Through Christian love given and received God gives the marriage partners a sharing in his life and helps them grow in grace and spiritual maturity. Physical intimacy that is open to life becomes a sign and pledge of spiritual communion.

In part two, Father West will discuss the implications of these truths about men and women, and about marriage.

 

Father Peter West is the vice president for missions at Human Life International.



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‘Little miracles’: Mom gives birth to naturally-conceived quintuplets after refusing ‘selective reduction’

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An ultrasound of the five different compartments, each with its own baby, inside Kim's womb.

AUSTRALIA, February 5, 2016 (LifeSiteNews) -- A 26-year-old Australian mom has given birth to five healthy babies, all conceived naturally, after refusing the doctor’s advice that she must abort three of them in order to give the remaining two a better chance at life. 

“After my initial ultrasound I was told I could consider the selection method to give 2 babies the best chance in life,” wrote mom Kim Tucci in a Facebook post last September. 

“I watched a YouTube video on the procedure and I cried. I could never do that! Was I selfish for not giving two the chance of 100% survival? All I knew is that I already love them and that every heart beat I heard I connect with them more. For me life starts when a heart starts beating and all I know for sure is that I will do whatever it takes to bring them into this world healthy,” she wrote. 

Last Thursday Kim and her husband Vaughn welcomed the five new members into their family — one boy and four girls —increasing the number of their children from 3 to 8. The babies were born at 30 weeks, 10 weeks early, due to insufficient space in Kim’s womb. They weighed on average about 2.5 pounds. 

The quintuplets’ story began last March, after Kim and Vaughn had been trying for six months to conceive just one more child for their family. Due to health complications, Kim wondered if she would ever become a mother again. 

After what she thought was an extra long cycle, she decided to take a pregnancy test. 

“I was feeling tired and a little nauseated and thought I would take a pregnancy test just to get the ‘what if’ out of my head. To my shock and utter excitement it was positive,” she wrote on a Facebook post.

The parents got the shock of their lives when doctors confirmed in an ultrasound examination that there was not one baby, but five. 

“After a long wait for the ultrasound we finally went in. The sonographer told me there were multiple gestational sacks, but she could only see a heart beat in two. I was so excited! Twins!”

“I was moved to another machine for a clearer view and had the head doctor come in and double check the findings. She started to count, one, two, three, four, five. Did i hear that correctly? Five? My legs start to shake uncontrollably and all i can do is laugh. The sonographer then told me the term for five is ‘quintuplets,’” Kim wrote.

Even though Kim began to feel stretched to the limit with all those human lives growing inside her, she chose to focus on her babies, and not herself, referring to them as “my five little miracles.”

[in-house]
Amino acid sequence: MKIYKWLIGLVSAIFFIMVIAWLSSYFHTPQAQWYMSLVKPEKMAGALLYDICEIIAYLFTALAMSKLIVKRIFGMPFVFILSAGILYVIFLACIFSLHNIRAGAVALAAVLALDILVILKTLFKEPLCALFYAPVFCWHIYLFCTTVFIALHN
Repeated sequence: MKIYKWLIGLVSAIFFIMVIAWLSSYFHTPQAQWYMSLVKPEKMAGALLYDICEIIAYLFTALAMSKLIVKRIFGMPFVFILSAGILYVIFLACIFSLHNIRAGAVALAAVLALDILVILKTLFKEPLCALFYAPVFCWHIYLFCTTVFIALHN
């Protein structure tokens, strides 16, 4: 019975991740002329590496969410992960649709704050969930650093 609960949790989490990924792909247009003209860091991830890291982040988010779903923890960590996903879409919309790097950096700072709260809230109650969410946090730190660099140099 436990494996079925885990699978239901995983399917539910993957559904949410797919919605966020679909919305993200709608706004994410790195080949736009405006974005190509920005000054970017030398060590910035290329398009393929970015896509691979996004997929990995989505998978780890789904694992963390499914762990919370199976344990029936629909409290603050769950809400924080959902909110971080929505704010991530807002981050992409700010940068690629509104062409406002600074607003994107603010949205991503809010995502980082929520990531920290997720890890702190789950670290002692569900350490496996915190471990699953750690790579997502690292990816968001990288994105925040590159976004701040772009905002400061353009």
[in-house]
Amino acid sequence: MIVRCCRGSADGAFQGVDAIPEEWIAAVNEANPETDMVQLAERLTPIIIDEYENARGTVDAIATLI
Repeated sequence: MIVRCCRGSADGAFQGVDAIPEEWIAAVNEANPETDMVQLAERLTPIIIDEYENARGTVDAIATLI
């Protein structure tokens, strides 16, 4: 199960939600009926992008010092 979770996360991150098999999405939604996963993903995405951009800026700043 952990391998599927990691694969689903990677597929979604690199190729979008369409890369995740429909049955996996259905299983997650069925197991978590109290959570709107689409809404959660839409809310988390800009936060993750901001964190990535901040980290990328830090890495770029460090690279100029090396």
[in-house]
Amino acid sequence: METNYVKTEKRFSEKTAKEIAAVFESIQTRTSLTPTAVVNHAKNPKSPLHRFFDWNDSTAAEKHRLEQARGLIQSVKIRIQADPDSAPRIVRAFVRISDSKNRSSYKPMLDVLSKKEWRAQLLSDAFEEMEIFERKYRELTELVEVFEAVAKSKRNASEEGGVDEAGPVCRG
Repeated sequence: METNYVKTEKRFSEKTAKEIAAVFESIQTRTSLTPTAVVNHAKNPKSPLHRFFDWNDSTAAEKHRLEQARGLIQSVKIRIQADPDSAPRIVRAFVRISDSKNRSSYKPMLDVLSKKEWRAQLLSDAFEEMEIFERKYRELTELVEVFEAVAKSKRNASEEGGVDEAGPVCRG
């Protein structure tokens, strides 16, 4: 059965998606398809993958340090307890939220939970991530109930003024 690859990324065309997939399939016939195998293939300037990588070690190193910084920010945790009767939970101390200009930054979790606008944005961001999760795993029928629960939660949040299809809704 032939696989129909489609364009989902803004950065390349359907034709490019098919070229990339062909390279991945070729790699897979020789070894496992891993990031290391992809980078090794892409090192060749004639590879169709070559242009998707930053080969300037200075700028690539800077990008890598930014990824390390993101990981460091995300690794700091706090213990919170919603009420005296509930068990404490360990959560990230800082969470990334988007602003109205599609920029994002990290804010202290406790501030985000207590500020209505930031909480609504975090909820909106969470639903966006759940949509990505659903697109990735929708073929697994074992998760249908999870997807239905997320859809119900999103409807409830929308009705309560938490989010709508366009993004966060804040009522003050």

“It's getting harder as each day passes to push through the pain, every part of my body aches and sleeping is becoming very painful. No amount of pillows are helping support my back and belly. Sometimes I get so upset that I just want to throw my hands up and give in.”

“Sometimes my pelvis becomes so stiff I can barely walk and my hips feel like they are grinding away constantly. I'm finding it hard to eat as I basically have no room left in my stomach, and the way it is positioned it's pushed all the way back with the babies leaning against it.” 

“My skin on my belly is so stretched its painful and hot to touch. It literally feels like I have hives! No amount of cream helps relieve the discomfort. I have a lot of stretch marks now. Dealing with such a huge change in my body is hard.” 

“Is it all worth it? Yes!!!! I will keep pushing through,” she wrote in one Facebook post days before the babies were born. 

The newborns' names are Keith, Ali, Penelope, Tiffany, and Beatrix. They were born at King Edward Memorial Hospital in Subiaco, Western Australia. Mother and babies are reported to be doing well. 



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UN rights chief tells Catholic countries to legalize abortion over Zika virus: bishops and cardinal react

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GENEVA, February 5, 2016 (LifeSiteNews) -- The United Nations, following the lead of international abortion activists, is now urging Latin American countries hit by the mosquito-borne Zika virus to lift restrictions on abortion for pregnant women who have contacted the virus and whose pre-born children may be at risk for birth defects, including having smaller than normal heads. 

The UN human rights office said today that it is not enough for South American countries to urge women to postpone pregnancy without also offering them abortion as a final solution. 

“How can they ask these women not to become pregnant, but not offer… the possibility to stop their pregnancies?” UN spokeswoman Cecile Pouilly told reporters.